4 March 2013

Was Heidegger a Cratylist?

Some thoughts on:

Right Names: On Heidegger’s Closet Cratylism
by Christopher Eagle
Epoché 14(1), 57–75, 2009.

The author claims that Heidegger practised a covert form of Cratylism, defined as the belief that some words are more appropriate than others for designating certain realities.

(a) In Plato's dialogue this adequacy should be understood as similarity; succinctly stated, "that rightness must be founded on mimesis." (p. 58).

Such an interpretation is however incompatible with Heidegger's thought, as the author admits:

"At a glance, Cratylism would appear to be necessarily at odds with Heidegger’s conception of language, due to his well-known antipathy for correspondence theory." (p. 59).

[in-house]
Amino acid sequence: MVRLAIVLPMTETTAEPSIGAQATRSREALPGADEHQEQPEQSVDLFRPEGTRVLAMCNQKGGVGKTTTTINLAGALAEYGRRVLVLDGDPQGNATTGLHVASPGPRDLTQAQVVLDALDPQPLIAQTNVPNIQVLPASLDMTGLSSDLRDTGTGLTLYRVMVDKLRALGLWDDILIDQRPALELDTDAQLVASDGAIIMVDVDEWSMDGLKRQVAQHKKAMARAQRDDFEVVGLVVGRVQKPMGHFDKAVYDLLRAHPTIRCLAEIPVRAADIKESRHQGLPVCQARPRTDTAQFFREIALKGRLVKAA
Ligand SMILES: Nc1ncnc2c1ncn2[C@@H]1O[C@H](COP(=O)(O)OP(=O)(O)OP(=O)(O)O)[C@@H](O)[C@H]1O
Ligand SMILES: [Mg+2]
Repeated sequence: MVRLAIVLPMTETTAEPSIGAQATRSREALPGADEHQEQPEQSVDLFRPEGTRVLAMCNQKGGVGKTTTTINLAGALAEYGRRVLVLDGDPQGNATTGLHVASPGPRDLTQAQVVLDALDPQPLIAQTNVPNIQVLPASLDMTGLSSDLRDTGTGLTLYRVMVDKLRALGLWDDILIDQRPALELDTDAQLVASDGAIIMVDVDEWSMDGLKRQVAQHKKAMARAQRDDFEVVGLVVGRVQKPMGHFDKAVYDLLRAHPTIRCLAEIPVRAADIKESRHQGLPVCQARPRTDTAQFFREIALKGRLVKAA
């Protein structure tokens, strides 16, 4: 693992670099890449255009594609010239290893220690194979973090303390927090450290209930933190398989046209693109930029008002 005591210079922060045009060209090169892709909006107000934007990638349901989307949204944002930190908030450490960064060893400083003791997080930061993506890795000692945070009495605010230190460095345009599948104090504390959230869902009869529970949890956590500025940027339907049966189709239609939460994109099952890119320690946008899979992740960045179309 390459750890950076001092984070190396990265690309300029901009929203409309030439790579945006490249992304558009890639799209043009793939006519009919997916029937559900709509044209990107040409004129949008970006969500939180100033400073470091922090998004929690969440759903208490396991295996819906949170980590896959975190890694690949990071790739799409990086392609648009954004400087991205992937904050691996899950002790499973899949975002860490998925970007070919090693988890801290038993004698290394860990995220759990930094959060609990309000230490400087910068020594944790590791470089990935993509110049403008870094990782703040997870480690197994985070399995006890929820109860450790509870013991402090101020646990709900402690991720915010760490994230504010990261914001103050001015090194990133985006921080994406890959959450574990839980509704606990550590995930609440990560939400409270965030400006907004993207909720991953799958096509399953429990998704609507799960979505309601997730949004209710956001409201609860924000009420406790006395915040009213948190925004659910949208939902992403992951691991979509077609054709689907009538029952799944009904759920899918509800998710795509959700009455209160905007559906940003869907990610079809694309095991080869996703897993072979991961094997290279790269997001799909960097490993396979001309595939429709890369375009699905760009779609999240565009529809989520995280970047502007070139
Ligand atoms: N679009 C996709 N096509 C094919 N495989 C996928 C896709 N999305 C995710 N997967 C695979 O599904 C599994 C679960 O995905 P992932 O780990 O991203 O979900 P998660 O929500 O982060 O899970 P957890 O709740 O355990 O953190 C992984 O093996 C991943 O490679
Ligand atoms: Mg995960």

so the adequacy criterion must be modified:

(b) "If Heidegger allows us therefore to rewrite the terms of Cratylism in a way that situates it outside of the correspondence theory of truth, he has made this possible by shifting the sense of rightness away from an epistemological ground towards an ontological one." (p. 71).

While Cratylism fits naturally within framework (a), its meaning in relation with (b) is unclear. There is some mystique of language in Heidegger (see Poetically man dwells), but I am not sure that Cratylism is the proper term for it.

1 comment:

  1. When asked, why did he speak the way he did, Heidegger answered, because that is the way I think. Man lives in the House of Language was another one of his sayings. Yes, Cratylus was a disciple of Heraclitus, whose sayings Heidegger loved to quote, but that doesn't make him a Cratylist.

    Thank you for the post.